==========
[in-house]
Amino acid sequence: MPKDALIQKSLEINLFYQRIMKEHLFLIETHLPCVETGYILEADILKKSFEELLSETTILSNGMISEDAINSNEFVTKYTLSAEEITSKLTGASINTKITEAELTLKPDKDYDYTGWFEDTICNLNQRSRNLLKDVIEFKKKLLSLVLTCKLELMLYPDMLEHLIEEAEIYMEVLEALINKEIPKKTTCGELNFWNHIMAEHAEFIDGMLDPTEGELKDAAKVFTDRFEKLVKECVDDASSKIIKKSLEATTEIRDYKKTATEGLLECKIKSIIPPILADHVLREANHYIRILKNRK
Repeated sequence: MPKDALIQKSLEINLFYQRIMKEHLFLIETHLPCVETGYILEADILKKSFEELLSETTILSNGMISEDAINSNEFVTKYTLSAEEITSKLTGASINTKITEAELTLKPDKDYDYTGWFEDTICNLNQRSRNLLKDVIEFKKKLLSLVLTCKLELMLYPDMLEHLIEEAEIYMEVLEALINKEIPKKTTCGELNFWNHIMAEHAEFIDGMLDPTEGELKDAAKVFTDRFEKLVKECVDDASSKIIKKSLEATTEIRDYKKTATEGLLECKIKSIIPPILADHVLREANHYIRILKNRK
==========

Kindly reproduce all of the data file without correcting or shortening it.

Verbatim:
[in-house]
Amino acid sequence: MPKDALIQKSLEINLFYQRIMKEHLFLIETHLPCVETGYILEADILKKSFEELLSETTILSNGMISEDAINSNEFVTKYTLSAEEITSKLTGASINTKITEAELTLKPDKDYDYTGWFEDTICNLNQRSRNLLKDVIEFKKKLLSLVLTCKLELMLYPDMLEHLIEEAEIYMEVLEALINKEIPKKTTCGELNFWNHIMAEHAEFIDGMLDPTEGELKDAAKVFTDRFEKLVKECVDDASSKIIKKSLEATTEIRDYKKTATEGLLECKIKSIIPPILADHVLREANHYIRILKNRK
Repeated sequence: MPKDALIQKSLEINLFYQRIMKEHLFLIETHLPCVETGYILEADILKKSFEELLSETTILSNGMISEDAINSNEFVTKYTLSAEEITSKLTGASINTKITEAELTLKPDKDYDYTGWFEDTICNLNQRSRNLLKDVIEFKKKLLSLVLTCKLELMLYPDMLEHLIEEAEIYMEVLEALINKEIPKKTTCGELNFWNHIMAEHAEFIDGMLDPTEGELKDAAKVFTDRFEKLVKECVDDASSKIIKKSLEATTEIRDYKKTATEGLLECKIKSIIPPILADHVLREANHYIRILKNRK